4. Bake for 20 to 25 minutes in the preheated oven, until golden brown. Centers should be dry.
  5. When the shells are cool, either split and fill them with the pudding mixture, or use a pastry bag to pipe the pudding into the shells.

http://allrecipes.com/recipe/cream-puffs/detail.aspx

Chrismukah Dinner

9 Feb

For Chrismukah (our annual family celebration) this year, I decided to try to make Grandma’s brisket again.  I had tried one time before, and it wasn’t QUITE right.  So I called up my aunt to get the low down on the recipe.

We started by browning up some onions.

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Then we put slits into the pot roast and put in slices of garlic.  (I think our meat was not exactly the best cut for brisketing… but it was all Whole Foods had that day).

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Then we browned the meat.

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And set it up to cook on top of the onions for a good long time topped with ketchup , red wine vinegar, salt, pepper, and a bit of water.  We covered and simmered it, removed the liquid as it formed (from the onions breaking down) leaving about 1/4 to 1/2 inch of liquid in the bottom (because, to quote my aunt quoting my grandma, “You want a pot roast, not stew meat”).  I cooked it until fork tender.  And it was close… but still not quite right.  I think the cut of meat was definitely a big part of the problem.  Well… guess I gotta try again!

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Mike set to making some latkes.  He went ahead and grated up the potatoes (one of my LEAST favorite jobs).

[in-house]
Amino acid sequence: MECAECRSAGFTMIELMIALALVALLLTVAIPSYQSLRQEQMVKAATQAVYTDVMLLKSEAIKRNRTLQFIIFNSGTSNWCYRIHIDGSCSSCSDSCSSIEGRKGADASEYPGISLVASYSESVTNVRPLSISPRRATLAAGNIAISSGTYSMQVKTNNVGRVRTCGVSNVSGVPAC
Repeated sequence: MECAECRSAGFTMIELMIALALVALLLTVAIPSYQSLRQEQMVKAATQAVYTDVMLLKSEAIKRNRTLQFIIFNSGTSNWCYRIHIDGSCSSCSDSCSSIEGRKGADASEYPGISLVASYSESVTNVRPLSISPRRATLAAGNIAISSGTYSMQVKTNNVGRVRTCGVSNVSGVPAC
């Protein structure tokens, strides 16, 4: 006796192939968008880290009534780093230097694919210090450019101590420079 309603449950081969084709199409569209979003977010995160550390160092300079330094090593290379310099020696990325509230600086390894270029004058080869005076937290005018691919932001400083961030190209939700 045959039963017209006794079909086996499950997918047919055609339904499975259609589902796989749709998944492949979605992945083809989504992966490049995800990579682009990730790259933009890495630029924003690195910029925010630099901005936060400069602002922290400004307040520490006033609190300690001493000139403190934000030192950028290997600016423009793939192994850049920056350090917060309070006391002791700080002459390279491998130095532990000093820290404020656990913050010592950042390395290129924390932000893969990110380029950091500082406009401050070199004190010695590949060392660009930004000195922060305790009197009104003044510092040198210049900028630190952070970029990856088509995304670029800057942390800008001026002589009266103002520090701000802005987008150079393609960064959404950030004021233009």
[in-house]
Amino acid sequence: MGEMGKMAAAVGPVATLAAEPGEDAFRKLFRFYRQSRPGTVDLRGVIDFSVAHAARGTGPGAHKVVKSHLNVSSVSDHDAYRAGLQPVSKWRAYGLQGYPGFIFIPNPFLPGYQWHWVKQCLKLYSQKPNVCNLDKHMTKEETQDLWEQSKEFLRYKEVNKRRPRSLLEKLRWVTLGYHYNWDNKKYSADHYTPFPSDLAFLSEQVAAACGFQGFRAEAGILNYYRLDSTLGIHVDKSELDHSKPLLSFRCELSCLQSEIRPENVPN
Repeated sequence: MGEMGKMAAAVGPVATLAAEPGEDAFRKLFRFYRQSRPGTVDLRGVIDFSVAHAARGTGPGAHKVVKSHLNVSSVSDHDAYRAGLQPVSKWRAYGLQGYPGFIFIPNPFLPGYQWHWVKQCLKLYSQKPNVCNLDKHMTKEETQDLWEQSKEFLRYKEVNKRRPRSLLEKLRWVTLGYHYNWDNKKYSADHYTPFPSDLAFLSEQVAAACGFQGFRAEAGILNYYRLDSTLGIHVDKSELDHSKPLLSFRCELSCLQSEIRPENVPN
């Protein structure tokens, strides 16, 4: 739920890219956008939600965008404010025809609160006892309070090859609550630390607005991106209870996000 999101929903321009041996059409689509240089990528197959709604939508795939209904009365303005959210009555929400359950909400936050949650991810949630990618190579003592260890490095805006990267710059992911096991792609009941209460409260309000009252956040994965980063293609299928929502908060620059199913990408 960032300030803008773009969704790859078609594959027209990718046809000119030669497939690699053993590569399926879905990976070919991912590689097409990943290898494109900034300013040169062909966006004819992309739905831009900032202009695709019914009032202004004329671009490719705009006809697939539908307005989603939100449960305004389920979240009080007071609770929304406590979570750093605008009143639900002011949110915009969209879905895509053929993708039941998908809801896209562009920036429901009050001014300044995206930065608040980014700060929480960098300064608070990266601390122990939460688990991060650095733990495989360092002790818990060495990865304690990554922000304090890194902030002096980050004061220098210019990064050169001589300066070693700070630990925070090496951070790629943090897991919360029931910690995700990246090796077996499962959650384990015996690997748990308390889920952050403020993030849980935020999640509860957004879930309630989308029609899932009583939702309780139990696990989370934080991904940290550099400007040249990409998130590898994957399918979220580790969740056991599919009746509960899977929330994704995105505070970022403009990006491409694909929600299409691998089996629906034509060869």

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And fried them until golden.  They tasted great at first, but we put them in the warming tray to keep them warm and they were never quite the same. Bummer.  Note to self: Always fry latkes to order.

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We also made our famous brussels sprouts and some roasted cauliflower.

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While I wasn’t 100% happy with how it all turned out, luckily, the family thought it was great (or they at least told me it was).  I looked at it as a learning experience!

The First NYC Nom Nom Vlog! (Part 3)

23 Dec

So how did it all turn out?  The conclusion of Part 1 and Part 2 of How to Make a Meringue:

(When posted, you can find the rest here:  Part 1 and Part 2)

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RECIPE
____________________

Meringue Shell

Ingredients:

  • 4 egg whites, room temp.
  • 3/4 cups powdered sugar
  • 1 cup granulated sugar
  • 1/2 tsp. cream of tartar
  • 1 teaspoon vanilla

Directions:

  1. Preheat to 275 degrees F
  2. Beat egg whites until frothy (using a standard mixer makes this much easier)
  3. Add cream of tartar and beat eggs untill very stiff
  4. Add sugar by the spoonful alternatingly slowly
  5. Very slowly add vanilla by hand by pouring it down the side of the bowl and slowly folding it in
  6. Pour into buttered spring form
  7. Bake at 275 for 1 and 1/2 hours
  8. Turn off oven, then open oven door slightly and let cool in oven over night
  9. Flip cooled meringue over to expose the concave bottom, which can be filled

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Balsamic Strawberries

Ingredients:

  • 1 pint of strawberries, sliced thin
  • 1/4 cup granulated sugar
  • 1/4 cup balsamic vinegar

Directions:

  1. Pour balsamic vinegar into a medium saucepan and place over a low flame
  2. Stir in sugar
  3. Add strawberries and cook under low heat until berries are soft, about 5-10 minutes
  4. Strain out extra juices (into bowl, so you can save it for delicious toppings!)

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Homemade Spiked Schlag (whipped cream)

Ingredients:

  • 1 pint of heavy cream
  • 1/4 cup sugar (or more to taste)
  • 1 tsp vanilla extract
  • 1/4 cup flavored liquor of choice (such as amaretto)